Love is black and white and yet teaming with colour. That’s exactly what you can see with
Academy Award winner Paweł Pawlikowski returns to the cinemas with Cold War. The film stars Joanna Kulig and Tomasz Kot as Zula and Wiktor respectively. Meeting at a music school, Zula a singer and Wiktor a piano player, it’s clear that the chemistry and love is there from the beginning. But life and the every changing world keeps them apart – can they find each other and be happily together?
I’ll have to admit, on first watch and in a tired state, I didn’t exactly warm to Cold War in the way I should but unpacking it’s simplicity and how utterly fantastic the film is.
The two lovers here are like Newton’s Cradle. There are magnets on either side of each other clashing at a random and erotically charges moments in their lives. They ripple against one another, reverberating through those around them and turning through different emotional turmoils that keep them forever separate. They bang, they click, they make motions; but they never completely meet and are soon swung away and out of reach from one another. It’s an excellent premise that, despite being seated in it’s simple charms, is developed with utmost passion.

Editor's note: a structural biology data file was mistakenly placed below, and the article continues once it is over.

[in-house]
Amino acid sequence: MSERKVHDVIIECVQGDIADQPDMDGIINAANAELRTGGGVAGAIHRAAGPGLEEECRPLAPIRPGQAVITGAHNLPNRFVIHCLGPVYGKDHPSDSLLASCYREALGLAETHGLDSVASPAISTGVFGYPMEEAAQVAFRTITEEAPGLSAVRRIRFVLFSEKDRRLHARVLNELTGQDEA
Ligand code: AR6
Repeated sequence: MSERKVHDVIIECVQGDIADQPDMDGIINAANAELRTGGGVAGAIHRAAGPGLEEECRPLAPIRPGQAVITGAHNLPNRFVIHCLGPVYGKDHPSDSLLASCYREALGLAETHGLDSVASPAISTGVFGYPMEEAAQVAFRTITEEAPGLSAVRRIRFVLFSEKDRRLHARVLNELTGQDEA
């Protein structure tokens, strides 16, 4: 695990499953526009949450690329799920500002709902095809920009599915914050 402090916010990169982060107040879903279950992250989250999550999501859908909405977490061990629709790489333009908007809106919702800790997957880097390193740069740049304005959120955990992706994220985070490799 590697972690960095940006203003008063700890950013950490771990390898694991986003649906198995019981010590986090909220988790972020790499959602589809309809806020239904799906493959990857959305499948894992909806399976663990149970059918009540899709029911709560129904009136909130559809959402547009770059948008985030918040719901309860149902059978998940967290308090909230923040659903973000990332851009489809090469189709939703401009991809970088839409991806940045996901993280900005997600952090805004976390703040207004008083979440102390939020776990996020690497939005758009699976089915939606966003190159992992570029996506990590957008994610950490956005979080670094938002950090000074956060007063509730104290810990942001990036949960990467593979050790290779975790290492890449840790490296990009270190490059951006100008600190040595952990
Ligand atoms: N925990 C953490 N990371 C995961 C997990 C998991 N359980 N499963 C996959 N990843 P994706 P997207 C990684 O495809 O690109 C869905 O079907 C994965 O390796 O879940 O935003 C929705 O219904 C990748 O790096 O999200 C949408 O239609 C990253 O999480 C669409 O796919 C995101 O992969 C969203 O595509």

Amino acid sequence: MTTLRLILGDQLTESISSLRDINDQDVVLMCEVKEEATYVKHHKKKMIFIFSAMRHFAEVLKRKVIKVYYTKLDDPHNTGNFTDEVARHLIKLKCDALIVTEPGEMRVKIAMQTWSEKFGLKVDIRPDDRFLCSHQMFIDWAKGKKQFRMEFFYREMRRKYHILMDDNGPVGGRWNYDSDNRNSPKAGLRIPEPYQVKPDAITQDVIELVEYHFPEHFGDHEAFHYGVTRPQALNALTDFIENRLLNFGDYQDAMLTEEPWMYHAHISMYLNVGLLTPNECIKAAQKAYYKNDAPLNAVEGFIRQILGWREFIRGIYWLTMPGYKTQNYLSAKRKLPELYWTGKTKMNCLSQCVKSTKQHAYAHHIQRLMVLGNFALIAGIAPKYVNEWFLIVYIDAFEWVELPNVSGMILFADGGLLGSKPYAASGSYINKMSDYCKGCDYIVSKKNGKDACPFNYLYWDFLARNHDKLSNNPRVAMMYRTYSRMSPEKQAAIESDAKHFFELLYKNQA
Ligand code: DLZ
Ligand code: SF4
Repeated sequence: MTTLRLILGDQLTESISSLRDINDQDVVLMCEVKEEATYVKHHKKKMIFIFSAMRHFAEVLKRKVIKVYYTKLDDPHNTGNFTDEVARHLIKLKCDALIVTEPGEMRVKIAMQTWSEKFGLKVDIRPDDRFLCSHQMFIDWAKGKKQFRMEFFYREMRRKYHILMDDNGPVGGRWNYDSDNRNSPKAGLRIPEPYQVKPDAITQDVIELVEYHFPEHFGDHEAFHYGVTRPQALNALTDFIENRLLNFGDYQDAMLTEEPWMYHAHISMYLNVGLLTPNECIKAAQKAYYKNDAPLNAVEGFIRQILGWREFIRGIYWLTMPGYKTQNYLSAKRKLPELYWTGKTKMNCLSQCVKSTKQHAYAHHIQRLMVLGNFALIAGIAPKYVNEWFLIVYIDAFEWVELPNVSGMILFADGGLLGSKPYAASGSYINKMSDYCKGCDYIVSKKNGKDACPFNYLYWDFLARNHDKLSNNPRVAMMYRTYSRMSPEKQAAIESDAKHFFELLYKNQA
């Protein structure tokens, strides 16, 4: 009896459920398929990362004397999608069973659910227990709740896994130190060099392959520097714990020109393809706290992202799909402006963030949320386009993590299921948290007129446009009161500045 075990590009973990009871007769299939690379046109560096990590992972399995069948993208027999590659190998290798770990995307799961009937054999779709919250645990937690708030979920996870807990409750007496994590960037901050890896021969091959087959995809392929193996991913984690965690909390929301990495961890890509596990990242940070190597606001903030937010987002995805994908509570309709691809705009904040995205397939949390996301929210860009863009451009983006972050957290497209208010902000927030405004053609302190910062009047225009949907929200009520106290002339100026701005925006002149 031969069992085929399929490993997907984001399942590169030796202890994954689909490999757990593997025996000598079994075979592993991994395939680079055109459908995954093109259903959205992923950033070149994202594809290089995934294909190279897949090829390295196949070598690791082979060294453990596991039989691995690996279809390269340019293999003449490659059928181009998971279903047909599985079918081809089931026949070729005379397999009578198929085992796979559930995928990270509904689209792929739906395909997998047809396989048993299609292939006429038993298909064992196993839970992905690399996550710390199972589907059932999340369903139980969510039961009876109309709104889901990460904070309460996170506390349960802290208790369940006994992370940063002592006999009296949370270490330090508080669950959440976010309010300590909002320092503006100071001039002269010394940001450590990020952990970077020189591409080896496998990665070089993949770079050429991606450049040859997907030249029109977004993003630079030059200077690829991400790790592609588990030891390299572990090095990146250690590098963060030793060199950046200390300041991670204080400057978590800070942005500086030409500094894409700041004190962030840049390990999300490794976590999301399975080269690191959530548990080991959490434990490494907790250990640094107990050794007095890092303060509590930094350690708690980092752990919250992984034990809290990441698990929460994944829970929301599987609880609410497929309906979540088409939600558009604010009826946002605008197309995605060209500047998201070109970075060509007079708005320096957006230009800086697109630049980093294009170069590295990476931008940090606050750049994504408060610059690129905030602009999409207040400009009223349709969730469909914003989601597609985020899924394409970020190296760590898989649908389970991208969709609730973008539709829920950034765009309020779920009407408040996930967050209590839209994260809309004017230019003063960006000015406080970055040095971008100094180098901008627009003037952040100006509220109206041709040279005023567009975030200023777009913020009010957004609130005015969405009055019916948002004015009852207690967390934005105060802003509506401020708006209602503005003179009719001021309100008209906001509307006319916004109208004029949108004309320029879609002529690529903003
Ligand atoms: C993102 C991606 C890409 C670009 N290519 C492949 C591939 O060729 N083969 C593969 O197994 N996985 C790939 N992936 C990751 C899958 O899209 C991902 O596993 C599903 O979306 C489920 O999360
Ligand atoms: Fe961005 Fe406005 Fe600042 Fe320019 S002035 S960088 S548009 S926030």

It helps that Kulig and Kot are perfect together. Though Kulig’s Zula threatens to teeter into Manic Pixie Dream Girl, her performance fleshes her out and makes her whole. Just a completely headstrong woman crossing different lines to wind up with the man she loves. Kot’s quite and unassuming Wiktor comes apart when Zula is around and it’s great to watch him change in this manner as the pair feed of one another’s souls and spirits.
Drenched in the greys, the blacks, and the whites, there is sharp and attractive imagery that repeats and reverberates through their world. With Wiktor’s piano playing, silver jazz clubs in the night shine whilst snow-drenched streets of Eastern Europe make the world look pure despite the grim and dirty lives that occasionally our pair live with. The look is sleek and clean which makes the turbulence that much more impacting. The black and white colouring keeps this a mournful piece about the trials of love.
Pawlikowski keeps the backdrop steeped in the brutalities of the Cold War. A striking unfurling of a Stalin flag as a young adult choir is voiced to tribute him becomes a chilling moment of complicity whilst Wiktor’s own struggles with the frozen political landscape has terrible repercussions on his work and his relationship with Zula. It’s an affecting film that has a cool and crisp centric love and a smoke sweet look. A masterpiece of a love story, told through it’s beautiful, complicated, simplicity.
On a final note, I have a slight obsession with mirror shots and this definitely has one of the best ones I’ve seen in a recent film.
Cold War is out 31st August